In April, YouTube announced a long-awaited change to its Content ID policy, whereby videos under copyright dispute would still be able to rack up ad revenues. Today, that feature is live for all creators, the company said in a blog post.
“If both you and the Content ID claimant want to monetize your video, we will continue to run ads against it and hold those funds separately while the dispute is resolved,” writes Content ID product manager David Rosenstein. Previously, disputed videos generated no income whatsoever — which was especially costly for creators who felt it put too much power in the hands of claimants and made them vulnerable to incorrect claims.
Source: YouTube’s Content ID Update Enabling Creators To Profit From Disputed Videos Is Now Live – Tubefilter
Like any site, YouTube can stream material without artists’ permission thanks to 1998’s Digital Millennium Copyright Act (DMCA). The law allows companies to post copyrighted content online if they agree to take it down upon request. But in the YouTube age, this means artists’ representatives need to monitor hundreds of millions of new videos every day.
YouTube says it has addressed the issue, spending $60 million to build a “Content ID” program, which uses digital “fingerprints” to identify pirated material.This system catches 99.5 percent of copyrighted material, says Robert Kyncl, YouTube’s chief business officer. “I challenge somebody to find a better system of copyright management anywhere,” says Kyncl. “It’s been nearly a decade of us investing in the system when no one else does anything.”
Source: Inside YouTube’s War With the Music Industry – Rolling Stone
The music industry has been complaining that YouTube doesn’t do enough to combat piracy. But Google says record labels are making millions from YouTube’s Content ID copyright-flagging system, and that the process is used 50 times more frequently than DMCA takedown notices.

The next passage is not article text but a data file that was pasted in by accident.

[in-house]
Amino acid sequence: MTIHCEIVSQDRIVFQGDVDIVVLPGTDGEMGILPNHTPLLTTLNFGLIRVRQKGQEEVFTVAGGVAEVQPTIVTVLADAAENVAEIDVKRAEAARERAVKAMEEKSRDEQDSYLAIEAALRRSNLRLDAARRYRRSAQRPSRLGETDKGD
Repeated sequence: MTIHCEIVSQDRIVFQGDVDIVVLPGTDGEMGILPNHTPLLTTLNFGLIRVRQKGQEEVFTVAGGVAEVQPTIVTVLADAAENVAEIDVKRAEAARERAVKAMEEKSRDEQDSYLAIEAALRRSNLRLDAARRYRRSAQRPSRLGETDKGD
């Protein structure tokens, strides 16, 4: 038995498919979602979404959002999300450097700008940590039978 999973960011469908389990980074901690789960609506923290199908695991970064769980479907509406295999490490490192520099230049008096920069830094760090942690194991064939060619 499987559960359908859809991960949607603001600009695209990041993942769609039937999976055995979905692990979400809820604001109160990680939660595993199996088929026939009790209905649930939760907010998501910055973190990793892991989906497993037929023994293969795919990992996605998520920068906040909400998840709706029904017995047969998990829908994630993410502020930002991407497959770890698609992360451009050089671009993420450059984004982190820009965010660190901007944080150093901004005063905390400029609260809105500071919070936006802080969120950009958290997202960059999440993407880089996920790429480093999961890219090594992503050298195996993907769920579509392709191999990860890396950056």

In a report released Wednesday, “How Google Fights Piracy,” the Internet giant says that when music companies find copyrighted material they own on YouTube with Content ID, they choose to monetize more than 95% of those claims by opting to leave the content up on the platform to generate advertising (rather than blocking it). Indeed, 50% of the music industry’s YouTube revenue comes from fan content claimed via Content ID, according to Google.
Source: YouTube: 50% of Music Biz’s Revenue on Site Comes From Content ID | Variety
At the core of the dispute is the Content ID system that YouTube built nine years ago in an attempt to turn videos uploaded by users into a business opportunity for copyright owners, while boosting its own advertising revenues. YouTube says Content ID works nearly perfectly to help record labels protect their music and make money from it, and keeps getting smarter.
But many in the music industry say the system isn’t automatically identifying many of their recordings when users have altered or combined them—or occasionally for no apparent reason at all. Furthermore, labels charge that Content ID doesn’t scan the YouTube channels managed by major TV networks and smaller networks such as Fullscreen and AwesomenessTV, many of which feature amateurs covering popular songs.
Source: Industry Out of Harmony With YouTube on Tracking of Copyrighted Music – WSJ
Over the past few months, YouTube’s Content ID platform has generated a lot of controversy. The digital rights management service, which lets rights holders identify, claim, and monetize unlicensed use of their intellectual property, has drawn criticism from creators who believe it puts too much power in the hands of claimants.
Now, YouTube is responding. The video site has announced a change that will allow uploaders whose videos receive Content ID claims to accrue ad revenue on those videos as they contest the claims against them.
Source: YouTube To Change Content ID Policy To Let Creators Profit From Disputed Videos – Tubefilter